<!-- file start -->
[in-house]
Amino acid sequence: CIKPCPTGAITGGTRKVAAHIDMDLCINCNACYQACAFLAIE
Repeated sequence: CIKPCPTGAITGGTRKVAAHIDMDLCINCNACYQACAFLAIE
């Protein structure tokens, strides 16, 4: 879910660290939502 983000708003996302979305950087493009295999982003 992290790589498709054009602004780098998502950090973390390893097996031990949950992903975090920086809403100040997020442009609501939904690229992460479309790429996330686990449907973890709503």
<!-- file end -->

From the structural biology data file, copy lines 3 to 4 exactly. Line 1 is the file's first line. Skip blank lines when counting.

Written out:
Repeated sequence: CIKPCPTGAITGGTRKVAAHIDMDLCINCNACYQACAFLAIE
């Protein structure tokens, strides 16, 4: 879910660290939502 983000708003996302979305950087493009295999982003 992290790589498709054009602004780098998502950090973390390893097996031990949950992903975090920086809403100040997020442009609501939904690229992460479309790429996330686990449907973890709503």